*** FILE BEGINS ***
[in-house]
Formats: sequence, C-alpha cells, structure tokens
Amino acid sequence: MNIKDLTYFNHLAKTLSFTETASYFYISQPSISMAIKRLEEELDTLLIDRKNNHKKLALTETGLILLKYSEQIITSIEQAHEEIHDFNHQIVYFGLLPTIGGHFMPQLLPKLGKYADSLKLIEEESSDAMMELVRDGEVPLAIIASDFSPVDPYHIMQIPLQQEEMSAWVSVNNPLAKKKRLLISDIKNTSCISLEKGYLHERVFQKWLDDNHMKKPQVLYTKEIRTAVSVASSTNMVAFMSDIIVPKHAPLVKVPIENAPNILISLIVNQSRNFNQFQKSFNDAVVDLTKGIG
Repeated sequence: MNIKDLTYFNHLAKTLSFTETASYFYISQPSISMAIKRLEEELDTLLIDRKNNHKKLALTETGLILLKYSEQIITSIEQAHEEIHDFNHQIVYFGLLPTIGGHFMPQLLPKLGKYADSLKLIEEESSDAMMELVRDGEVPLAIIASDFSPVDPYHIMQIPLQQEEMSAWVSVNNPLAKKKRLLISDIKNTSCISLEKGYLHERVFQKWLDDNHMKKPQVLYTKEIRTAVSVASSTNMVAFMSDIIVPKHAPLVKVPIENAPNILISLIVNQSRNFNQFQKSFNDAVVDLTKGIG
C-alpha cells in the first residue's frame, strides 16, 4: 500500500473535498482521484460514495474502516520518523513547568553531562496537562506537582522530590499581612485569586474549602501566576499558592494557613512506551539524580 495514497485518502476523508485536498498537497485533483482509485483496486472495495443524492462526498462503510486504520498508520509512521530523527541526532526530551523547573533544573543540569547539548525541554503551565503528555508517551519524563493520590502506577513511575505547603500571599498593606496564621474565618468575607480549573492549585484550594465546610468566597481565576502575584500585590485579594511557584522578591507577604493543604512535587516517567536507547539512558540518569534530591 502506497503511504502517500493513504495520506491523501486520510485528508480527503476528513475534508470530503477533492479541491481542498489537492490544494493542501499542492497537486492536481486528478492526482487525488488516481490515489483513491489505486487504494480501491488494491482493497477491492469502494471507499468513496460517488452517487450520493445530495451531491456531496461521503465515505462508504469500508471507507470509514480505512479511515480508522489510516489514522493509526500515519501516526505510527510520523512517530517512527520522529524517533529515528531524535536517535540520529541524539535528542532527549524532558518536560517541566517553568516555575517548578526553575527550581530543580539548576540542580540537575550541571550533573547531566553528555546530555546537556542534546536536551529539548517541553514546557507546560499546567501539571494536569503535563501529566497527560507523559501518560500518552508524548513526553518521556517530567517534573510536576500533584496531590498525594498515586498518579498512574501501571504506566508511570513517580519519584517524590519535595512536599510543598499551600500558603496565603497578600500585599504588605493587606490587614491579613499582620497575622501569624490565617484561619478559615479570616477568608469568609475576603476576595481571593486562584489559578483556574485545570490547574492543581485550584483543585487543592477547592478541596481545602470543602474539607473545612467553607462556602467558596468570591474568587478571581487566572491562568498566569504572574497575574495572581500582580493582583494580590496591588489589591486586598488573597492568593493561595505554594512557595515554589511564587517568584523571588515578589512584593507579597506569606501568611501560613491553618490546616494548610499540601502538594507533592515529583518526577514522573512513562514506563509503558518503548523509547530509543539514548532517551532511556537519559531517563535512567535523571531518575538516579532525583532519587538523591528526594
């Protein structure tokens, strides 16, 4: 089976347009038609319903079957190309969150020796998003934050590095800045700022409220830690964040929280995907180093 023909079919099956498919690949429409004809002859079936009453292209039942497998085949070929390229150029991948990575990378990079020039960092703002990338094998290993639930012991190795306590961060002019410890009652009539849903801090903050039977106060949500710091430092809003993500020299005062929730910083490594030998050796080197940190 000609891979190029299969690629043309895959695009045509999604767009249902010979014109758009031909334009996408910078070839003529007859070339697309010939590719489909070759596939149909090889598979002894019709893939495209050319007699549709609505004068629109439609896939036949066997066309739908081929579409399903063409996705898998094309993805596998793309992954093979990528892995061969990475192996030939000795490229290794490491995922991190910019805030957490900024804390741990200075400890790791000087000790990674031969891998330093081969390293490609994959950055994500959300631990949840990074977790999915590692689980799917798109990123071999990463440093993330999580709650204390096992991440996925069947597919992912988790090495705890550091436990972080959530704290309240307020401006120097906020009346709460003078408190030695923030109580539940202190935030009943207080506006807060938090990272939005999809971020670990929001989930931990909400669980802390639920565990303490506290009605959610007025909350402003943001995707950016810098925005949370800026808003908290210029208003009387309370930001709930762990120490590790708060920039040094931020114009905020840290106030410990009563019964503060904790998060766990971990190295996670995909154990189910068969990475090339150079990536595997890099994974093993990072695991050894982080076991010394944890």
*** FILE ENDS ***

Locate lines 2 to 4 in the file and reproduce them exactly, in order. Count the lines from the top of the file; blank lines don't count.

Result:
Formats: sequence, C-alpha cells, structure tokens
Amino acid sequence: MNIKDLTYFNHLAKTLSFTETASYFYISQPSISMAIKRLEEELDTLLIDRKNNHKKLALTETGLILLKYSEQIITSIEQAHEEIHDFNHQIVYFGLLPTIGGHFMPQLLPKLGKYADSLKLIEEESSDAMMELVRDGEVPLAIIASDFSPVDPYHIMQIPLQQEEMSAWVSVNNPLAKKKRLLISDIKNTSCISLEKGYLHERVFQKWLDDNHMKKPQVLYTKEIRTAVSVASSTNMVAFMSDIIVPKHAPLVKVPIENAPNILISLIVNQSRNFNQFQKSFNDAVVDLTKGIG
Repeated sequence: MNIKDLTYFNHLAKTLSFTETASYFYISQPSISMAIKRLEEELDTLLIDRKNNHKKLALTETGLILLKYSEQIITSIEQAHEEIHDFNHQIVYFGLLPTIGGHFMPQLLPKLGKYADSLKLIEEESSDAMMELVRDGEVPLAIIASDFSPVDPYHIMQIPLQQEEMSAWVSVNNPLAKKKRLLISDIKNTSCISLEKGYLHERVFQKWLDDNHMKKPQVLYTKEIRTAVSVASSTNMVAFMSDIIVPKHAPLVKVPIENAPNILISLIVNQSRNFNQFQKSFNDAVVDLTKGIG